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2022 SXSW Film Festival: My Picks

The 2022 SXSW Film Festival is about to start and I’m thrilled to be back in Austin. This year’s festival is hybrid and while I will be doing some of my coverage from the virtual space I’ll also be on site sharing my thoughts on my experiences and all the wonderful films I get to watch from this year’s slate.

Make sure you follow me on Twitter @RaquelStecher and on Instagram @QuelleMovies for even more coverage.

Here are the films I’m most excited to check out this year!


Facing Nolan — dir. Bradley Jackson

This sports documentary explores former baseball pitcher Nolan Ryan’s extraordinary, yet overlooked career. As a kid I was a big Ryan fan so this is a must-see for me.

Nolan Ryan at Dell Diamond in Round Rock | Credit: The Ranch Productions, LLC

Clean — dir. Lachlan McLeod

Trauma cleaning is both difficult and important job. This documentary explores the business with a particular focus on one cleaner as she approaches both her work and her search for her birth mother.

Sandra Pankhurst attending a trauma cleaning job. | Credit: Louis Dai

Diamond Hands: The Legend of WallStreetBetsdir. Drea Cooper and Zackary Caneperi

Reddit users threw the stock market for a loop when they single-handedly made both AMC and GameStop surge. This documentary focuses on GameStop and how Reddit users tried to “democratize trading”.

Jazz Fest: A New Orleans Story — dir. Frank Marshall and Ryan Suffern

SXSW always offers up some great music documentaries. I’m most interested in this one which features performances, interviews as well as archival footage of this iconic music festival.

The Kennedy-Marshall Company. Courtesy of Sony Pictures Classics

Feature Film Highlights

The Cow — dir. Eli Horowitz

This thriller follows a couple to a remote cabin where they discover the place has been double booked and another couple is already staying there. They all agree to stay together for one night until two of them mysteriously disappear. Stars Winona Ryder and Dermot Mulroney.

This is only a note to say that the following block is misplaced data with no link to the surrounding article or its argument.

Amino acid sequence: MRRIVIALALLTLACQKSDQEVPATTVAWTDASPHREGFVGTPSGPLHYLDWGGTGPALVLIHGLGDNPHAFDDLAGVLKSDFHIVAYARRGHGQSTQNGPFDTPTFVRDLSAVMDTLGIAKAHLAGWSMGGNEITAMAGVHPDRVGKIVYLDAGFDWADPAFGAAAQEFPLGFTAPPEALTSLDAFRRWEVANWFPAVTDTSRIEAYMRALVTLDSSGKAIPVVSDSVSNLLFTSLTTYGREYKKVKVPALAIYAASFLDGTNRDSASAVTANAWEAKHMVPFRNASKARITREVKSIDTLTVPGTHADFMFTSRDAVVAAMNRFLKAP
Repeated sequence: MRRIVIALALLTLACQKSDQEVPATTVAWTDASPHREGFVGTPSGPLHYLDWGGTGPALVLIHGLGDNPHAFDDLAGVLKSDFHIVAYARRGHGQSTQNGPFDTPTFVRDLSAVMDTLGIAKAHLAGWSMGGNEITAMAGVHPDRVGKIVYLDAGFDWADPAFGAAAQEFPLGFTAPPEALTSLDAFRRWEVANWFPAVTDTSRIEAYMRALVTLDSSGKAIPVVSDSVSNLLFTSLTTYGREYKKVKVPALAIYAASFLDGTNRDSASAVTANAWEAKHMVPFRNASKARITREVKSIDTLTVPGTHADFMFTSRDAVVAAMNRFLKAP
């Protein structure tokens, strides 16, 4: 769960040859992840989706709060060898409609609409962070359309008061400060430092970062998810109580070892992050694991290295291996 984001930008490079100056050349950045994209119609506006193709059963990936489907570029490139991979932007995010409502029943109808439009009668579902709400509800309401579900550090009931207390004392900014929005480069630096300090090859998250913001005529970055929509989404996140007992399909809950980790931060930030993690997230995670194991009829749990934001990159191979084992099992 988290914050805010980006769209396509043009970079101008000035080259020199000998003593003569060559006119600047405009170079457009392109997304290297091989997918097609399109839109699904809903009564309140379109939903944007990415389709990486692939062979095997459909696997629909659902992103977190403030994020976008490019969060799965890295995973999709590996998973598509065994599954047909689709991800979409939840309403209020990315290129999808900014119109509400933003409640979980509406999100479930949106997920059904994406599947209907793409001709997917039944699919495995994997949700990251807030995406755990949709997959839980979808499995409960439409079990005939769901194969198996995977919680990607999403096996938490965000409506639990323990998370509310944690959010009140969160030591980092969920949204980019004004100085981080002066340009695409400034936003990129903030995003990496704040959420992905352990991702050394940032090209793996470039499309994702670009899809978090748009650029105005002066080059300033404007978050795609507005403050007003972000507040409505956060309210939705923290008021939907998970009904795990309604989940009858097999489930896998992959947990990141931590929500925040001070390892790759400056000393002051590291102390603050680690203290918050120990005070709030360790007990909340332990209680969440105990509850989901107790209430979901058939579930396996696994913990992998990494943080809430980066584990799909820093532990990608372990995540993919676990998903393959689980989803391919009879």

Raquel 1:1 — dir. Mariana Bastos

I couldn’t pass up an opportunity to watch a film about another Raquel! This Brazilian drama follows a religious teenager who believes she’s received a mission from God.

Credit: Vans Bumbeers

Out of the Past

The following films will be reviewed at my sister site Out of the Past.

Still Working 9 to 5 — dir. Camille Hardman and Gary Lane

The iconic workplace comedy 9 to 5 (1980) shed light on how women are treated in the workplace. Four decades later the film still resonates. This documentary revisits the film as well as workplace culture and includes interviews with Jane Fonda, Dolly Parton, Lily Tomlin and Rita Moreno.

Photo by Steve Schapiro/Corbis via Getty Images

The Last Movie Stars — dir. Ethan Hawke

The first chapter of this six chapter film will be premiering at SXSW and will have a future release on CNN+ and HBO Max. It follows the story of the beloved movie star couple Joanne Woodward and Paul Newman. I can’t wait for this one!

Genre films

Linoleum — dir. Colin West

This sci-fi drama starring Jim Gaffigan, Rhea Seehorn, Michael Ian Black, Tony Shalhoub follows the story of middle-aged father who tries to transform a satellite into a rocket ship after it fell and hit their home.

Bodies Bodies Bodies —dir. Halina Reijn

This horror film follows a group of wealthy 20-somethings who throw a hurricane party that ultimately turns deadly. Stars Amandla Stenberg, Maria Bakalova, Pete Davidson, Rachel Sennott, Myha’la Herrold, Chase Sui Wonders and Lee Pace.

Credit: Gwen Capistran

Sissy — dir. Hannah Barlow and Kane Senes